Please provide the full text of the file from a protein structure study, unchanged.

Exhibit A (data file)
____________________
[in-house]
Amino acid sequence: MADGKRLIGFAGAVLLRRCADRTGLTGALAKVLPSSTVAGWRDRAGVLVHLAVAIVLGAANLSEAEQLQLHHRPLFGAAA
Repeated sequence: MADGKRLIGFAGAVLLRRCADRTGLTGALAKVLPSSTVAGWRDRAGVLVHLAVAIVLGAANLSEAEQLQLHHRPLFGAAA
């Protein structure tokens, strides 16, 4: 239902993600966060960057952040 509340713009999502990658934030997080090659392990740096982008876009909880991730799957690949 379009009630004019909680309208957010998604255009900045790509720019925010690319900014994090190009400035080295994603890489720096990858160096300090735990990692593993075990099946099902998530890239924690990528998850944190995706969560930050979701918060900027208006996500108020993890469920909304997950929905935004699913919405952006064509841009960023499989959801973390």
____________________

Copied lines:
[in-house]
Amino acid sequence: MADGKRLIGFAGAVLLRRCADRTGLTGALAKVLPSSTVAGWRDRAGVLVHLAVAIVLGAANLSEAEQLQLHHRPLFGAAA
Repeated sequence: MADGKRLIGFAGAVLLRRCADRTGLTGALAKVLPSSTVAGWRDRAGVLVHLAVAIVLGAANLSEAEQLQLHHRPLFGAAA
């Protein structure tokens, strides 16, 4: 239902993600966060960057952040 509340713009999502990658934030997080090659392990740096982008876009909880991730799957690949 379009009630004019909680309208957010998604255009900045790509720019925010690319900014994090190009400035080295994603890489720096990858160096300090735990990692593993075990099946099902998530890239924690990528998850944190995706969560930050979701918060900027208006996500108020993890469920909304997950929905935004699913919405952006064509841009960023499989959801973390």